This post was sponsored by Storey Press. All opinions are my own. Our sponsors help us to pay our staff and to keep feminist media independent!
My schedule has gotten exceptionally full lately and I know I’m not alone in this. Once summer is over, it feels like we’re all in a sprint towards the holiday season. At the same time, November always means election time and it can be so hard to find the reserves of energy within me to participate in activism.
Imagine my delight when Storey Publishing offered me an advanced copy of Micro Activism: How You Can Make a Difference in the World (Without a Bullhorn) by Omkari L. Williams. This book lays out a realistic step-by-step plan to incorporate activist activities into your everyday life. The keyword in that sentence is realistic. We all know burnout is real and many of us can hardly keep our heads above water as it is, but Williams’ approach is all about working smarter, not harder.
The first thing that struck me about this book is the introduction by Layla F. Saad. I’ve been following Saad’s work for almost a decade now and am so inspired by the thoughtful, intentional, and inclusive way she does her activism. In her introduction to Micro Activism, she sets the stage for who can claim the title “activist” and, more importantly, how we can all claim it. It’s not only the big bombastic leaders who are activists, it’s the quiet support team. In fact, in the very next chapter, Williams sets out her four activist archetypes: the Indispensable, the Producer, the Organizer, and the Headliner.
Like any good categorizing system, these archetypes aren’t meant to be static. The borders are vague but we all tend to drift to one or two over the others. For instance, I can feel myself moving out of my Headliner era (leading a movement, being the face of an organization, having my voice heard by many) to my Producer era (maintaining the big picture and making sure everyone hits their mark). All four archetypes are essential to any movement.
Once we understand our preferred approach to activism, Williams walks us through how we harness our limited energy. She urges the reader to pick one cause, two at the very most, and simply focus. The theme throughout this book is that consistency is key. Small, incremental actions from a lot of people will build upon each other to create monumental change. The crux of good activism is finding your community. If you’re concerned about that component, don’t worry! There’s an entire chapter dedicated to simply actionable strategies to find your community no matter where you are. One of my favorite tips in this chapter is “Form Multigenerational Groups.” More and more, I realize that leaning on the wisdom of those activists who have been doing this work for longer than I have means I don’t have to reinvent the wheel all the time. On the other hand, the wisdom of the activists younger than me lies in their energy and their fingers on the pulse of that energy. I am constantly inspired by all generations for all different reasons. What happens when we harness that power towards a single goal? Magic.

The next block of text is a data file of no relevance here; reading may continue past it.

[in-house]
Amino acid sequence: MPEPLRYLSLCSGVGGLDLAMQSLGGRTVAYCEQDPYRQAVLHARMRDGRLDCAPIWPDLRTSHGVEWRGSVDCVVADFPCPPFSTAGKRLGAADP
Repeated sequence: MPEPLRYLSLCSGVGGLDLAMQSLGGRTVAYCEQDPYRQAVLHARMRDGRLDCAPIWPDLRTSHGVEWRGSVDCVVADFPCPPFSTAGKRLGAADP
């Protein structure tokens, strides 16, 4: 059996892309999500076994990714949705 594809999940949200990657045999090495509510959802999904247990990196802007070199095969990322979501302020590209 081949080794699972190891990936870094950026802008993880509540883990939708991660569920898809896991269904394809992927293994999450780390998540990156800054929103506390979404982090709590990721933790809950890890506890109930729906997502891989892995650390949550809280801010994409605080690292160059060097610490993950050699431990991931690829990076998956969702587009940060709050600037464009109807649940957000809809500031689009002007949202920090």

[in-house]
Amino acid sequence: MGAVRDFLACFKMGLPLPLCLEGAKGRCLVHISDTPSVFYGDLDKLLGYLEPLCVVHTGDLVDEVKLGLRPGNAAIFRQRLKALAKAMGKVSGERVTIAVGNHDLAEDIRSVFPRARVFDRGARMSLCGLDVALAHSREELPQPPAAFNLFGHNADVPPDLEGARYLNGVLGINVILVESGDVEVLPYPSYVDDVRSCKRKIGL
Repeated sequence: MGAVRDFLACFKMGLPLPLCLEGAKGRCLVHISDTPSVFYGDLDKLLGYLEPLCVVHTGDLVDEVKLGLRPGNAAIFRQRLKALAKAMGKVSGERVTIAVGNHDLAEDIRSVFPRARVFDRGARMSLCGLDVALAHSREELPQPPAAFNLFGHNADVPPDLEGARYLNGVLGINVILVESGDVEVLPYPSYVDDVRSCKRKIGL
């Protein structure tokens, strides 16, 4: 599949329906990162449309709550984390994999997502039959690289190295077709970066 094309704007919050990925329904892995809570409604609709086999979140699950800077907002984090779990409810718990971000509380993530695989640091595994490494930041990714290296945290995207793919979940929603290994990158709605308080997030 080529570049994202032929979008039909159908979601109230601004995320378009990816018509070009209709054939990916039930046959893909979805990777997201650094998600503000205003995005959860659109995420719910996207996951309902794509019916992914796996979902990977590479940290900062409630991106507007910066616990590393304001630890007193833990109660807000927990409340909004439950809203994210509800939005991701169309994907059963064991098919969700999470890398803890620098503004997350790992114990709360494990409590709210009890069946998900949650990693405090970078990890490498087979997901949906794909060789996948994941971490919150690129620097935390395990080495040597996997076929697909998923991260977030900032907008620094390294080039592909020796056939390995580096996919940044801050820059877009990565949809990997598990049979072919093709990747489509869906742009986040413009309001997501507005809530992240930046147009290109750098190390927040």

In reading Micro Activism, I was often reminded of my favorite Martin Luther King, Jr. quotes, a snippet of a 1968 sermon at the National Cathedral: “We shall overcome because the arc of the moral universe is long, but it bends toward justice.” This quote and this book both remind us that the real work is our legacy.
Fittingly, Williams ends the book directly discussing legacy. How do we want to leave this world? As a child-free woman, I appreciate that Williams expands the idea of legacy beyond familial ties. In fact, legacy is the conflux of past, present, and future, all in conversation with one another at the same time. How can we be good ancestors now while paving the way for the next generation? One bite-sized moment of activism at a time. And Micro Activism by Omkari Williams will help you get there.